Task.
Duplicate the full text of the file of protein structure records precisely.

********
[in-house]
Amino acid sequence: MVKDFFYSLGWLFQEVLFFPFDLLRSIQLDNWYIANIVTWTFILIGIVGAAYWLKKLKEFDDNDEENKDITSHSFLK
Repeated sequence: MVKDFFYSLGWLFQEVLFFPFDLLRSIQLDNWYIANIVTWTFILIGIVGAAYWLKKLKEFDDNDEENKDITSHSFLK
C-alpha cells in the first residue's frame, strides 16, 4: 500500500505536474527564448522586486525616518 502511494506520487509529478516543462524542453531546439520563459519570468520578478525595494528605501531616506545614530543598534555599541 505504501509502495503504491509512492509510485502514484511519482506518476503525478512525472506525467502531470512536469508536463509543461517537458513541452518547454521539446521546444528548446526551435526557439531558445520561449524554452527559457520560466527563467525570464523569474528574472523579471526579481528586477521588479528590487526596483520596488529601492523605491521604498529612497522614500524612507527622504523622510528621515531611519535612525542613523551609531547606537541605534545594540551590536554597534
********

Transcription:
[in-house]
Amino acid sequence: MVKDFFYSLGWLFQEVLFFPFDLLRSIQLDNWYIANIVTWTFILIGIVGAAYWLKKLKEFDDNDEENKDITSHSFLK
Repeated sequence: MVKDFFYSLGWLFQEVLFFPFDLLRSIQLDNWYIANIVTWTFILIGIVGAAYWLKKLKEFDDNDEENKDITSHSFLK
C-alpha cells in the first residue's frame, strides 16, 4: 500500500505536474527564448522586486525616518 502511494506520487509529478516543462524542453531546439520563459519570468520578478525595494528605501531616506545614530543598534555599541 505504501509502495503504491509512492509510485502514484511519482506518476503525478512525472506525467502531470512536469508536463509543461517537458513541452518547454521539446521546444528548446526551435526557439531558445520561449524554452527559457520560466527563467525570464523569474528574472523579471526579481528586477521588479528590487526596483520596488529601492523605491521604498529612497522614500524612507527622504523622510528621515531611519535612525542613523551609531547606537541605534545594540551590536554597534